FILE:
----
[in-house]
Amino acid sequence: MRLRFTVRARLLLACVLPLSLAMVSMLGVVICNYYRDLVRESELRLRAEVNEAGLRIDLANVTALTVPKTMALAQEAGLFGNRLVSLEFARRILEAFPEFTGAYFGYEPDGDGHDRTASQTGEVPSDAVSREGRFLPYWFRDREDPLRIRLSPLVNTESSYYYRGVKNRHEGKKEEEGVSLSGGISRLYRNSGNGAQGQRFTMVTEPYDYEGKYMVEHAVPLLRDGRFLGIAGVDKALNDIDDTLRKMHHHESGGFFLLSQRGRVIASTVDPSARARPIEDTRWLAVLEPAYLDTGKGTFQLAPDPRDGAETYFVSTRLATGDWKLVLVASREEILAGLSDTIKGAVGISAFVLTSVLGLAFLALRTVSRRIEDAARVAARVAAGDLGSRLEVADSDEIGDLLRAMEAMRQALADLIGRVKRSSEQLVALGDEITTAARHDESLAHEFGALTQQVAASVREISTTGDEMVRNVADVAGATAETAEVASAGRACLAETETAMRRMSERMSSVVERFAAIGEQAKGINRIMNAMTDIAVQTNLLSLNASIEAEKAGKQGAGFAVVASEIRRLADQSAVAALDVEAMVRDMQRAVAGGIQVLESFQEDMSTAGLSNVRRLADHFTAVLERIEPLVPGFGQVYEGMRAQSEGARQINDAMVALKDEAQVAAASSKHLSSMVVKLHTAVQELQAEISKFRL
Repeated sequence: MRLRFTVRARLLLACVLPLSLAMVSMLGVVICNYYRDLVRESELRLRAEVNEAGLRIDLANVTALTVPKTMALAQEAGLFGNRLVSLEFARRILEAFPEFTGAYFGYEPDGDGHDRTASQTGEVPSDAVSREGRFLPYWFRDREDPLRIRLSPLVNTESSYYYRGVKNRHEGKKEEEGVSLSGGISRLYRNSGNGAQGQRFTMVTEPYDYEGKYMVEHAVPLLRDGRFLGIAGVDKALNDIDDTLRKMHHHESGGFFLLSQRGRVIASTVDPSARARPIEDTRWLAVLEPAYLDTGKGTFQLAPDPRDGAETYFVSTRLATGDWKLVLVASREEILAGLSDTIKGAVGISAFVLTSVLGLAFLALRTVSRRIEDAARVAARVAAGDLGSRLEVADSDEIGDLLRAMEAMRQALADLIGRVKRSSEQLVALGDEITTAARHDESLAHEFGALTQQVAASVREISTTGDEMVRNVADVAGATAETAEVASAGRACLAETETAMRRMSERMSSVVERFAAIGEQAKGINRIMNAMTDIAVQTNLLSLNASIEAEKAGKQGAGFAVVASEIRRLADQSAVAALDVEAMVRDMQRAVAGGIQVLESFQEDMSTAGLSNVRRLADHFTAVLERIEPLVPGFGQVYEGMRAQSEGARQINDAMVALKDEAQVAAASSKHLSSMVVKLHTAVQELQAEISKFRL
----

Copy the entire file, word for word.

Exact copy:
[in-house]
Amino acid sequence: MRLRFTVRARLLLACVLPLSLAMVSMLGVVICNYYRDLVRESELRLRAEVNEAGLRIDLANVTALTVPKTMALAQEAGLFGNRLVSLEFARRILEAFPEFTGAYFGYEPDGDGHDRTASQTGEVPSDAVSREGRFLPYWFRDREDPLRIRLSPLVNTESSYYYRGVKNRHEGKKEEEGVSLSGGISRLYRNSGNGAQGQRFTMVTEPYDYEGKYMVEHAVPLLRDGRFLGIAGVDKALNDIDDTLRKMHHHESGGFFLLSQRGRVIASTVDPSARARPIEDTRWLAVLEPAYLDTGKGTFQLAPDPRDGAETYFVSTRLATGDWKLVLVASREEILAGLSDTIKGAVGISAFVLTSVLGLAFLALRTVSRRIEDAARVAARVAAGDLGSRLEVADSDEIGDLLRAMEAMRQALADLIGRVKRSSEQLVALGDEITTAARHDESLAHEFGALTQQVAASVREISTTGDEMVRNVADVAGATAETAEVASAGRACLAETETAMRRMSERMSSVVERFAAIGEQAKGINRIMNAMTDIAVQTNLLSLNASIEAEKAGKQGAGFAVVASEIRRLADQSAVAALDVEAMVRDMQRAVAGGIQVLESFQEDMSTAGLSNVRRLADHFTAVLERIEPLVPGFGQVYEGMRAQSEGARQINDAMVALKDEAQVAAASSKHLSSMVVKLHTAVQELQAEISKFRL
Repeated sequence: MRLRFTVRARLLLACVLPLSLAMVSMLGVVICNYYRDLVRESELRLRAEVNEAGLRIDLANVTALTVPKTMALAQEAGLFGNRLVSLEFARRILEAFPEFTGAYFGYEPDGDGHDRTASQTGEVPSDAVSREGRFLPYWFRDREDPLRIRLSPLVNTESSYYYRGVKNRHEGKKEEEGVSLSGGISRLYRNSGNGAQGQRFTMVTEPYDYEGKYMVEHAVPLLRDGRFLGIAGVDKALNDIDDTLRKMHHHESGGFFLLSQRGRVIASTVDPSARARPIEDTRWLAVLEPAYLDTGKGTFQLAPDPRDGAETYFVSTRLATGDWKLVLVASREEILAGLSDTIKGAVGISAFVLTSVLGLAFLALRTVSRRIEDAARVAARVAAGDLGSRLEVADSDEIGDLLRAMEAMRQALADLIGRVKRSSEQLVALGDEITTAARHDESLAHEFGALTQQVAASVREISTTGDEMVRNVADVAGATAETAEVASAGRACLAETETAMRRMSERMSSVVERFAAIGEQAKGINRIMNAMTDIAVQTNLLSLNASIEAEKAGKQGAGFAVVASEIRRLADQSAVAALDVEAMVRDMQRAVAGGIQVLESFQEDMSTAGLSNVRRLADHFTAVLERIEPLVPGFGQVYEGMRAQSEGARQINDAMVALKDEAQVAAASSKHLSSMVVKLHTAVQELQAEISKFRL